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J Virol. 2006 Oct;80(20):10073-82.

Asynchronous progression through the lytic cascade and variations in intracellular viral loads revealed by high-throughput single-cell analysis of Kaposi's sarcoma-associated herpesvirus infection.

Author information

1
Myles H. Thaler Center for AIDS and Human Retrovirus Research, Box 800734, Departments of Microbiology and Internal Medicine, University of Virginia Health Systems, Charlottesville, VA 22908, USA.

Abstract

Kaposi's sarcoma-associated herpesvirus (KSHV or human herpesvirus-8) is frequently tumorigenic in immunocompromised patients. The average intracellular viral copy number within infected cells, however, varies markedly by tumor type. Since the KSHV-encoded latency-associated nuclear antigen (LANA) tethers viral episomes to host heterochromatin and displays a punctate pattern by fluorescence microscopy, we investigated whether accurate quantification of individual LANA dots is predictive of intracellular viral genome load. Using a novel technology that integrates single-cell imaging with flow cytometry, we found that both the number and the summed immunofluorescence of individual LANA dots are directly proportional to the amount of intracellular viral DNA. Moreover, combining viral (immediate early lytic replication and transcription activator [RTA] and late lytic K8.1) and cellular (syndecan-1) staining with image-based flow cytometry, we were also able to rapidly and simultaneously distinguish among cells supporting latent, immediate early lytic, early lytic, late lytic, and a potential fourth "delayed late" category of lytic replication. Applying image-based flow cytometry to KSHV culture models, we found that de novo infection results in highly varied levels of intracellular viral load and that lytic induction of latently infected cells likewise leads to a heterogeneous population at various stages of reactivation. These findings additionally underscore the potential advantages of studying KSHV biology with high-throughput analysis of individual cells.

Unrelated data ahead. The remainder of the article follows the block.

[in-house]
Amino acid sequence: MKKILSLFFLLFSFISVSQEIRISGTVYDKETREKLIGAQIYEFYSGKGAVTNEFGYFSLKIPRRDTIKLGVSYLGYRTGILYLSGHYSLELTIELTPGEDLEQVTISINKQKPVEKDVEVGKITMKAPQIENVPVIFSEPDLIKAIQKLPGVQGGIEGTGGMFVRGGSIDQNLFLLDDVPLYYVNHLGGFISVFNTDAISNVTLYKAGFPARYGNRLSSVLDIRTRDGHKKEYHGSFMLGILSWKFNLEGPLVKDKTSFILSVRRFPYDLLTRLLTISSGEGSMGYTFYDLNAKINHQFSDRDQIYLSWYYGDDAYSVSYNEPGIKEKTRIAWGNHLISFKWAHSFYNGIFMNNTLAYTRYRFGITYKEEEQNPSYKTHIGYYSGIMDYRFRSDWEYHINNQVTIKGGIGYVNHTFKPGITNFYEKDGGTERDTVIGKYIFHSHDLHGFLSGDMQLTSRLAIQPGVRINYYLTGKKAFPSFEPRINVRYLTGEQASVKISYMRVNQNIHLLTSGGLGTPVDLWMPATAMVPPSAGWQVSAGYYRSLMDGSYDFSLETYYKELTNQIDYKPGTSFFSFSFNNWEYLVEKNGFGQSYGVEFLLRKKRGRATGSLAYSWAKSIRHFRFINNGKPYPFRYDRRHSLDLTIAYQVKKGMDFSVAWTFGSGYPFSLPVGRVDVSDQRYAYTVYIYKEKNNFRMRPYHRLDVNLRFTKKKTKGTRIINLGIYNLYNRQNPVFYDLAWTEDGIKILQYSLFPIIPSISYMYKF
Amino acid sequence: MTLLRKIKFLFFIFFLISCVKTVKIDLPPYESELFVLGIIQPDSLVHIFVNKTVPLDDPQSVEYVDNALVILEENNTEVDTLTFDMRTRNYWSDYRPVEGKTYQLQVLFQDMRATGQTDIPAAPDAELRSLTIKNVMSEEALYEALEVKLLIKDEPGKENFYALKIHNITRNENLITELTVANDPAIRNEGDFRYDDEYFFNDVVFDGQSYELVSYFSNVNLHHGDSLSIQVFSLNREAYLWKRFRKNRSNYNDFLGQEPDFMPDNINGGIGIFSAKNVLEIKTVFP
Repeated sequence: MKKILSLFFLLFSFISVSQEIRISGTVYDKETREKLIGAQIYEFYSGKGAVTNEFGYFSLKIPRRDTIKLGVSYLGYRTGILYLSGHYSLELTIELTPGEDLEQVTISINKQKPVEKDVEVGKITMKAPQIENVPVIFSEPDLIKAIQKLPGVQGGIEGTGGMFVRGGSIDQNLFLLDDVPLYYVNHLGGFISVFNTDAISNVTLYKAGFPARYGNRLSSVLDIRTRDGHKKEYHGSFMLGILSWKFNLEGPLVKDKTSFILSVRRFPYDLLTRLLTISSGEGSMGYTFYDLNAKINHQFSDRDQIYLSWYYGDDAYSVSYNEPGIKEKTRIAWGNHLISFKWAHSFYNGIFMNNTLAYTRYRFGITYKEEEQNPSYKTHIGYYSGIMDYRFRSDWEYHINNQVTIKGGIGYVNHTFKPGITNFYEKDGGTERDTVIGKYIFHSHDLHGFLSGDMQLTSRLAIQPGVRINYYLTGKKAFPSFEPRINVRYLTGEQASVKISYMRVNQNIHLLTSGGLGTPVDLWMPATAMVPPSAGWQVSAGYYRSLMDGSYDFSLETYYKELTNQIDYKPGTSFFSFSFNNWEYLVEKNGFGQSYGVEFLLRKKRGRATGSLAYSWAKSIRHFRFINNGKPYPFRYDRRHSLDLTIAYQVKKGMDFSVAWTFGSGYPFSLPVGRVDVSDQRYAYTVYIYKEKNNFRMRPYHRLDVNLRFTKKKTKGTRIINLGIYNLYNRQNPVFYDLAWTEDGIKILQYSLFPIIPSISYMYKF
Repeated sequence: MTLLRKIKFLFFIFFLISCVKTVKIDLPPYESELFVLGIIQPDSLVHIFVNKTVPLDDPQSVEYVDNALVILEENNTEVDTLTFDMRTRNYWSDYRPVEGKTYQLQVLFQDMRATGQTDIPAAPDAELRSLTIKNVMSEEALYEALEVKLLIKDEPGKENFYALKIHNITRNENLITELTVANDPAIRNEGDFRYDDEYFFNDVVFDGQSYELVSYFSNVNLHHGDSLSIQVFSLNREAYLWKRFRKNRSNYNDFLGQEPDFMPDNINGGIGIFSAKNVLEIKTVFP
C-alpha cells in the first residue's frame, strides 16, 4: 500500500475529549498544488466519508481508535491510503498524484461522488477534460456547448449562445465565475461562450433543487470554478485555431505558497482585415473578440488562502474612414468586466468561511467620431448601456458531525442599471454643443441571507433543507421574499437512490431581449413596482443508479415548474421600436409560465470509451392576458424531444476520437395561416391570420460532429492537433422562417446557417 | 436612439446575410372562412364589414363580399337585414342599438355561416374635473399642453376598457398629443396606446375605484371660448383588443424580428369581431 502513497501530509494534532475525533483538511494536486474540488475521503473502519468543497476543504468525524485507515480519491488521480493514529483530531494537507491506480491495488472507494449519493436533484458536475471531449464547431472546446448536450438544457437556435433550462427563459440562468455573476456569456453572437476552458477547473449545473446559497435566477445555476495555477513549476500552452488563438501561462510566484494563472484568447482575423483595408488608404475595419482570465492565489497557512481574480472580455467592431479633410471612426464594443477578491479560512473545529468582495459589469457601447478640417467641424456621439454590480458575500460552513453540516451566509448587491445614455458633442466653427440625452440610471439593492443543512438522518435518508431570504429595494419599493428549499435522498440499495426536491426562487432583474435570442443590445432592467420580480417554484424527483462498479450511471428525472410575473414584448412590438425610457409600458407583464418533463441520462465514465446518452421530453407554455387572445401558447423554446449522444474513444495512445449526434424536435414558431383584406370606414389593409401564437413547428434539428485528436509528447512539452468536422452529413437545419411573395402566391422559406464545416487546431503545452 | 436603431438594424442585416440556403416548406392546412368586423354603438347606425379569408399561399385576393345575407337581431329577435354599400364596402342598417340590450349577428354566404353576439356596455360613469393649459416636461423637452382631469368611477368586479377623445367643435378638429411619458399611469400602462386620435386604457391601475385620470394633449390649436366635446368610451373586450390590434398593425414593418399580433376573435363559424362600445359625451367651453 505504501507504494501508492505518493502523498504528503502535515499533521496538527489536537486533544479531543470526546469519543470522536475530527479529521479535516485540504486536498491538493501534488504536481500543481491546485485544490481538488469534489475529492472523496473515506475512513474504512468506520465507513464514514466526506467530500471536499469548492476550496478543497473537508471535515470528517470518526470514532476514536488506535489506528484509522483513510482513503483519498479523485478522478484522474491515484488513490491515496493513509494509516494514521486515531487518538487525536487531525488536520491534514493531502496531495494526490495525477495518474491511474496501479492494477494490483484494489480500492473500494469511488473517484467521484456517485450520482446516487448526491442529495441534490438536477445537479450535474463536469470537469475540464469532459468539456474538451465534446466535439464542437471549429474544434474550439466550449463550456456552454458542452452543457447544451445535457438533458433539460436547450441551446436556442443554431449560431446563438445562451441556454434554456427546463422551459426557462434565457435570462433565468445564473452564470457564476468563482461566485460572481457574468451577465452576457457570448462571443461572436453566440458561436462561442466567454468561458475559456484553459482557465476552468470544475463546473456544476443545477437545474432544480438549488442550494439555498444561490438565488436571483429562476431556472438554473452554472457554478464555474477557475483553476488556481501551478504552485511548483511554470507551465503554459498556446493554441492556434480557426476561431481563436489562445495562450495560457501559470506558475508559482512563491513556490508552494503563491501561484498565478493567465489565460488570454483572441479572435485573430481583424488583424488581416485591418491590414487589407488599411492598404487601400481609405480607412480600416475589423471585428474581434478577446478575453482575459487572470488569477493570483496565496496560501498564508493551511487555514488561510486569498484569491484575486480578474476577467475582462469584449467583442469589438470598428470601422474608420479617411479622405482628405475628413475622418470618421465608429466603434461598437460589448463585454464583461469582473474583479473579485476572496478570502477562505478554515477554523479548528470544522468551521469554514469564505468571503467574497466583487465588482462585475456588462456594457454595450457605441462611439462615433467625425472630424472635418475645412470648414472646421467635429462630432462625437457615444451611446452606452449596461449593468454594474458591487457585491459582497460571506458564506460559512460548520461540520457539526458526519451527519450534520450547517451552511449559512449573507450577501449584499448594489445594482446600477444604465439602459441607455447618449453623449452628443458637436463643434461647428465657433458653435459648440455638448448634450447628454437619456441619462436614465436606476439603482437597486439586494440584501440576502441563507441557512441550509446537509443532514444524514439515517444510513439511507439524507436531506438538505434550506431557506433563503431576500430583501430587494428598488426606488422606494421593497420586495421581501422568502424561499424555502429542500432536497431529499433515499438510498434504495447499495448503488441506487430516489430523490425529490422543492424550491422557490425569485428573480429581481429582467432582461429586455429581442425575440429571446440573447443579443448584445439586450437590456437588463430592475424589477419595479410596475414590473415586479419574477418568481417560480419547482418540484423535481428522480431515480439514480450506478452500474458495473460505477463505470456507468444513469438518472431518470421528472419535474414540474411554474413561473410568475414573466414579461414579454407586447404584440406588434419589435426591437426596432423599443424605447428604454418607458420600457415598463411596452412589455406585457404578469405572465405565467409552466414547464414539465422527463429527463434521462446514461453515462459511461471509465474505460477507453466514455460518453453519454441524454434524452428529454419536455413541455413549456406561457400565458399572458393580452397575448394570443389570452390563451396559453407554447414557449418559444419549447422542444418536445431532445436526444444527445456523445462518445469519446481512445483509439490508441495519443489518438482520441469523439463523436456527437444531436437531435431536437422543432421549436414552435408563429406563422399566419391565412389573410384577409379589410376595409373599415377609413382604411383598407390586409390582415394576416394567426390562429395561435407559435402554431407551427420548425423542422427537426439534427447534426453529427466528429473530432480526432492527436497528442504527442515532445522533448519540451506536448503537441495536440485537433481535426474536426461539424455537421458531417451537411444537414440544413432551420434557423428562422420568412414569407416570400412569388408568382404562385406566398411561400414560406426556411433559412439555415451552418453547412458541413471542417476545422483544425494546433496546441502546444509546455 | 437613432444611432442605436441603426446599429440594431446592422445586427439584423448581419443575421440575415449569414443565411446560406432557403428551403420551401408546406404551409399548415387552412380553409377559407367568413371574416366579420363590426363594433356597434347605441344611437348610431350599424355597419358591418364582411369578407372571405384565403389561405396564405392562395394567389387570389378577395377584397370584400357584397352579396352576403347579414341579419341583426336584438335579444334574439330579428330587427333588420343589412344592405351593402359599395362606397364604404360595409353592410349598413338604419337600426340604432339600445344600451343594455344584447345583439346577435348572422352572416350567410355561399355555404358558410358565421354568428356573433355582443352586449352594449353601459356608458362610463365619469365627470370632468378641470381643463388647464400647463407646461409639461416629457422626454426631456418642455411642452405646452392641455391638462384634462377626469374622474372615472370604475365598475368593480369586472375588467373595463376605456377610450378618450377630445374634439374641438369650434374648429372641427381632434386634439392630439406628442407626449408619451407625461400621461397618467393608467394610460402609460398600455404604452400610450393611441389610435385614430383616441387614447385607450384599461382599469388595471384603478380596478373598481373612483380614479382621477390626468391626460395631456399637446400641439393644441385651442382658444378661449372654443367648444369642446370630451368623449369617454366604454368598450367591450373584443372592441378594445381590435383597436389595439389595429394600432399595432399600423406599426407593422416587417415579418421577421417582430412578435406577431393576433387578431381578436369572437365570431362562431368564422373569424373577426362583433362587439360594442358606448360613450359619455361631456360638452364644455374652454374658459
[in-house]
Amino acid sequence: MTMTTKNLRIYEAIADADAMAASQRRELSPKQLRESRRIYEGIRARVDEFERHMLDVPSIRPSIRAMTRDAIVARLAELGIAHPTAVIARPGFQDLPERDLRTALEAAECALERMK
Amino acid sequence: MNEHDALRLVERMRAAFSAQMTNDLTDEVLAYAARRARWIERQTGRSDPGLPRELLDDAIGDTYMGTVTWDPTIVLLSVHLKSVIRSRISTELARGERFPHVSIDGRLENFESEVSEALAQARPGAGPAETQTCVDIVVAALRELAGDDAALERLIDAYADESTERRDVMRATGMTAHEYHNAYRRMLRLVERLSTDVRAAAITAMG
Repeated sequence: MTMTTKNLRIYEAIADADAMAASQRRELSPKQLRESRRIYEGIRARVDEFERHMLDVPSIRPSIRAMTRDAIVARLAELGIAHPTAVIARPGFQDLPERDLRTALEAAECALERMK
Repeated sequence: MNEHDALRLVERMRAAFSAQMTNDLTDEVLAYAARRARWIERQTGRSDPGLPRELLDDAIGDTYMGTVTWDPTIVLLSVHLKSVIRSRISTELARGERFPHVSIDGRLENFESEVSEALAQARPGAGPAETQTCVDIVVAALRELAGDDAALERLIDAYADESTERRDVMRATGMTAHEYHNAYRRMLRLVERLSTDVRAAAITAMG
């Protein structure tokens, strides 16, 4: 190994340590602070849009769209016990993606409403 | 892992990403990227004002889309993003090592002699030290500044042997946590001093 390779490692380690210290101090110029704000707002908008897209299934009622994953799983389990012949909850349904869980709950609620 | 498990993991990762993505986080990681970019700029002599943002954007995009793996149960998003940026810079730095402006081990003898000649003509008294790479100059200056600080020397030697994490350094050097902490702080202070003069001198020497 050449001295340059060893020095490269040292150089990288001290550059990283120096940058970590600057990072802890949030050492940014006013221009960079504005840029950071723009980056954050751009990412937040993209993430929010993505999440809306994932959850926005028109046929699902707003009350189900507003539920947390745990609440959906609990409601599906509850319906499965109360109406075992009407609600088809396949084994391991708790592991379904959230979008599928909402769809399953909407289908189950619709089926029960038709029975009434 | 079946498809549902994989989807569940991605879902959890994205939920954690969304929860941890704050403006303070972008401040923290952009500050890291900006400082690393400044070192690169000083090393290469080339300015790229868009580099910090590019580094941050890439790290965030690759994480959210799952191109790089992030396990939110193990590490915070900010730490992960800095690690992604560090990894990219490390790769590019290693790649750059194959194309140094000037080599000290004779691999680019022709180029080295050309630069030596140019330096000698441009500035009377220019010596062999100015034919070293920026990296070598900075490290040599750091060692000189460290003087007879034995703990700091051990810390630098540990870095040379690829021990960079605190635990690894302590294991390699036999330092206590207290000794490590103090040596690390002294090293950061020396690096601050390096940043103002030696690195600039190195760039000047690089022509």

PMID:
17005685
PMCID:
PMC1617294
DOI:
10.1128/JVI.01156-06
[Indexed for MEDLINE]
Free PMC Article

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